Hot off the Press! Trainee Linnea Honeker got published in Microbial Ecology Journal!

Hot off the Press! Recently graduated UA SRP Trainee, Dr. Linnea Honeker has published part of her dissertation work in Microbial Ecology. Linnea’s research focused on analysis of the bacterial microbiome and its influence on plant health and metal stabilization in mine tailings undergoing phytostabilization. The major findings of this paper are described below:

Plant establishment during phytostabilization of acidic legacy mine tailings in semiarid regions is challenging due to low pH, low organic carbon, low nutrients, and high toxic metal(loid) concentrations. Plant-associated bacterial communities are particularly important under these harsh conditions because of their beneficial services to plants. The aim of this study was to identify associations between bacterial colonization patterns on the roots of plants growing as part of a phytostabilization field trial at the Iron King Mine and Humboldt Smelter Superfund site. Honeker combined use of 16S rRNA iTag bacterial community analysis of rhizosphere substrate populations with fluorescent in situ hybridization profiling of root surface bacteria to enable characterization of the bacterial taxa colonizing the root surface. The characterization of specific plant-microbe associations during phytostabilization provides cues for understanding plant survival in the extreme environment of metalliferous mine tailings. Honeker hopes this understanding can be exploited in the future to develop bacterial inoculum-based technologies that will help boost plant health under various suboptimal field conditions. Furthermore, Honeker points out that these associations provide insights for evaluating the success and establishment of plants during phytostabilization of metalliferous mine tailings.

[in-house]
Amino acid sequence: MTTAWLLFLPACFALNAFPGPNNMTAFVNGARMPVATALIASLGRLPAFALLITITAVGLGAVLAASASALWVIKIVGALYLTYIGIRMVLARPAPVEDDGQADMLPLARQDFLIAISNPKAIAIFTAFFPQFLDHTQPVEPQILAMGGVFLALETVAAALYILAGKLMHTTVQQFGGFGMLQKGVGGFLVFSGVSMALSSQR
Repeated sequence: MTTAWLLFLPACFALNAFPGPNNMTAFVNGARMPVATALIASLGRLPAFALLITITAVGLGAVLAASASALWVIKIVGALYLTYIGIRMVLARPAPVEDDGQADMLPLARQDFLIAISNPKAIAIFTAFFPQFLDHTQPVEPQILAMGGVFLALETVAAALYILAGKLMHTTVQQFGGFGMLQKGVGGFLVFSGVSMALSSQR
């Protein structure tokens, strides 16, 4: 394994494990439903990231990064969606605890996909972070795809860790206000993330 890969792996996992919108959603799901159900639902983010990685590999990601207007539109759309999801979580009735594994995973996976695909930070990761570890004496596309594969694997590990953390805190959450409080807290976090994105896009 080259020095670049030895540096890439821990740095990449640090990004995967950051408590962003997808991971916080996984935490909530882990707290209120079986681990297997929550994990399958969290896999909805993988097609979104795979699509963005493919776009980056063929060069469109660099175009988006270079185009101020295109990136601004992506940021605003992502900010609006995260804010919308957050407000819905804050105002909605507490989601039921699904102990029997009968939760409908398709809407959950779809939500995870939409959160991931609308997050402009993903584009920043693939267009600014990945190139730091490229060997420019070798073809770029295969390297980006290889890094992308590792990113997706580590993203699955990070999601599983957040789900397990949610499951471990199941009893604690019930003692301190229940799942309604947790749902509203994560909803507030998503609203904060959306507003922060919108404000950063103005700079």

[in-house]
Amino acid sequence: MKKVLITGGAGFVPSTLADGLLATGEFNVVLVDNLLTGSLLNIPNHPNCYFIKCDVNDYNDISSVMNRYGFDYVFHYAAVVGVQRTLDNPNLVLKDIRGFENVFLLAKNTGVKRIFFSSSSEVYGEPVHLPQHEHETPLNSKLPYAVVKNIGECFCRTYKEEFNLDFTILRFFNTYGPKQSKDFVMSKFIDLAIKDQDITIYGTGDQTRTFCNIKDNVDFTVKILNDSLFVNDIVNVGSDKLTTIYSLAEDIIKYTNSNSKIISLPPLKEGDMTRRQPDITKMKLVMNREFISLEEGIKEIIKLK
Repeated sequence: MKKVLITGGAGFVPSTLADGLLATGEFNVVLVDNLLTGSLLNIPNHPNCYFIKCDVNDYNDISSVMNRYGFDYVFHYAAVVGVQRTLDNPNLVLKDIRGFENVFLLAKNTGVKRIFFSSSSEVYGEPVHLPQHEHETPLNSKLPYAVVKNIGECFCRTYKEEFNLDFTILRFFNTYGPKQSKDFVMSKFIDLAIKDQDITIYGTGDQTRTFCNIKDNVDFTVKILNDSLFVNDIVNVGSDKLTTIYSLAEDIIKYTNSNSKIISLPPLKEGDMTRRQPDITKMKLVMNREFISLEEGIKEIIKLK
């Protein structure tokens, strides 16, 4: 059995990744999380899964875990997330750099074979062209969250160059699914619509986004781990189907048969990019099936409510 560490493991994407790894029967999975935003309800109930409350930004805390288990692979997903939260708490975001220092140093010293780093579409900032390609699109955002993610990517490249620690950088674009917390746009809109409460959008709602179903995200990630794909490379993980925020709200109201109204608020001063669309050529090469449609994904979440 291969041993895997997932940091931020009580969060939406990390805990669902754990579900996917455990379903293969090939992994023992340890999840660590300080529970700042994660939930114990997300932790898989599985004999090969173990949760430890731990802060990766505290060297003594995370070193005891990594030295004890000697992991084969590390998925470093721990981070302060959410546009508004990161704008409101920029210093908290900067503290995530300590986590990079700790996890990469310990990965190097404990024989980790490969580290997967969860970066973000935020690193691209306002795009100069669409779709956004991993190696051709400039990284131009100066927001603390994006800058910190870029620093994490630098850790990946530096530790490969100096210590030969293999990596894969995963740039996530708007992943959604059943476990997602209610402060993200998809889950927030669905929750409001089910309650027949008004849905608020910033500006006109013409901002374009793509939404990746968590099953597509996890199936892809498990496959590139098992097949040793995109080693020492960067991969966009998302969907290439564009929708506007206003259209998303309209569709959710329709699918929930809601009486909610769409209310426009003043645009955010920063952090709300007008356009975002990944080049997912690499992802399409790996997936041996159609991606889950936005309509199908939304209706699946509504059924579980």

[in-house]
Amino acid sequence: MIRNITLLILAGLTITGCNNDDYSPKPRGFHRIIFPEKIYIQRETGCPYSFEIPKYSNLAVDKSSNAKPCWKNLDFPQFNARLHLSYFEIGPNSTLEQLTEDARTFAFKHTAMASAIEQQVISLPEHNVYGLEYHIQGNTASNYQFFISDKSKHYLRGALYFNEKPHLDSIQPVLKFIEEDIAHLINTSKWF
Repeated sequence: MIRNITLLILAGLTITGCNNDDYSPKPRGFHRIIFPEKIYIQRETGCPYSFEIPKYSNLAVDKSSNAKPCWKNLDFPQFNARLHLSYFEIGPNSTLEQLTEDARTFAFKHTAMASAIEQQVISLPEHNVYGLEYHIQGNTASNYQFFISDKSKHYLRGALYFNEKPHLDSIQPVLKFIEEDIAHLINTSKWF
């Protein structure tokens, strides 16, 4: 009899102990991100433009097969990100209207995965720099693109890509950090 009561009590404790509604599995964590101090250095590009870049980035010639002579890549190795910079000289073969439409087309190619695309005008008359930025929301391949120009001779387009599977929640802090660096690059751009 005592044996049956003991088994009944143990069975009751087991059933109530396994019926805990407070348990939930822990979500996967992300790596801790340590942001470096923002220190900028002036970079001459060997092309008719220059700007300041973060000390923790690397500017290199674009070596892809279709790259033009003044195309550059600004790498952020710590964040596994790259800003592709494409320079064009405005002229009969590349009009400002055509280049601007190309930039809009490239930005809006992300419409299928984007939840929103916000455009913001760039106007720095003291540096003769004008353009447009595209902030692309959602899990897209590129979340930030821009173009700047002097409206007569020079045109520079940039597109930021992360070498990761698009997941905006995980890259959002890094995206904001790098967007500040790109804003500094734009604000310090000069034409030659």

Congratulations Linnea!


Honeker LK, Neilson JW, Root RA, Gil-Loaiza J, Chorover J, Maier RM. 2017. Bacterial rhizoplane colonization patterns of Buchloe dactyloides growing in metalliferous mine tailings reflect plant status and biogeochemical conditions. Microbial Ecol. 2017 Jun 2. doi: 10.1007/s00248-017-0998-7. [Epub ahead of print]